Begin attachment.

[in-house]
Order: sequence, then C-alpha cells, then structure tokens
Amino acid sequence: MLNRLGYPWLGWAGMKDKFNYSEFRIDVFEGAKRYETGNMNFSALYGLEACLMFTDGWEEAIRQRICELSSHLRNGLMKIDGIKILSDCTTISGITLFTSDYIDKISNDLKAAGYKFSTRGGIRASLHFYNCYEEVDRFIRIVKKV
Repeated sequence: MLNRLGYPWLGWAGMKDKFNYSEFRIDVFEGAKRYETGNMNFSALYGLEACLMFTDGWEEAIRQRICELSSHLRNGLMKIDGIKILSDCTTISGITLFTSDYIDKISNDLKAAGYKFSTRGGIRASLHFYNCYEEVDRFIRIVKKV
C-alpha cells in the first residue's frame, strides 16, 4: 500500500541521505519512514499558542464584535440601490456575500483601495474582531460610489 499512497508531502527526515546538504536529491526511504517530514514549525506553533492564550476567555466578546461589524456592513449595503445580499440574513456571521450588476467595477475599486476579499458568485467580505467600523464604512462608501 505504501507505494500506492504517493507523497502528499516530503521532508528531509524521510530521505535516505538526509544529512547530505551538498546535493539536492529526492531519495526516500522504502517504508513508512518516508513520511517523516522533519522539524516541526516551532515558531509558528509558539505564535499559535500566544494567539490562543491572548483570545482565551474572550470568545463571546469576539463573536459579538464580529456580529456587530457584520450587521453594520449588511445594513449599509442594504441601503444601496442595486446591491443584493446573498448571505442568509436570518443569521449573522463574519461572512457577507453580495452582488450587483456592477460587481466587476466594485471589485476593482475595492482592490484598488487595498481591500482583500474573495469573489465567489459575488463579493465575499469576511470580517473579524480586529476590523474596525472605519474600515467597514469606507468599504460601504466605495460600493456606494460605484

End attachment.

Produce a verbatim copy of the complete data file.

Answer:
[in-house]
Order: sequence, then C-alpha cells, then structure tokens
Amino acid sequence: MLNRLGYPWLGWAGMKDKFNYSEFRIDVFEGAKRYETGNMNFSALYGLEACLMFTDGWEEAIRQRICELSSHLRNGLMKIDGIKILSDCTTISGITLFTSDYIDKISNDLKAAGYKFSTRGGIRASLHFYNCYEEVDRFIRIVKKV
Repeated sequence: MLNRLGYPWLGWAGMKDKFNYSEFRIDVFEGAKRYETGNMNFSALYGLEACLMFTDGWEEAIRQRICELSSHLRNGLMKIDGIKILSDCTTISGITLFTSDYIDKISNDLKAAGYKFSTRGGIRASLHFYNCYEEVDRFIRIVKKV
C-alpha cells in the first residue's frame, strides 16, 4: 500500500541521505519512514499558542464584535440601490456575500483601495474582531460610489 499512497508531502527526515546538504536529491526511504517530514514549525506553533492564550476567555466578546461589524456592513449595503445580499440574513456571521450588476467595477475599486476579499458568485467580505467600523464604512462608501 505504501507505494500506492504517493507523497502528499516530503521532508528531509524521510530521505535516505538526509544529512547530505551538498546535493539536492529526492531519495526516500522504502517504508513508512518516508513520511517523516522533519522539524516541526516551532515558531509558528509558539505564535499559535500566544494567539490562543491572548483570545482565551474572550470568545463571546469576539463573536459579538464580529456580529456587530457584520450587521453594520449588511445594513449599509442594504441601503444601496442595486446591491443584493446573498448571505442568509436570518443569521449573522463574519461572512457577507453580495452582488450587483456592477460587481466587476466594485471589485476593482475595492482592490484598488487595498481591500482583500474573495469573489465567489459575488463579493465575499469576511470580517473579524480586529476590523474596525472605519474600515467597514469606507468599504460601504466605495460600493456606494460605484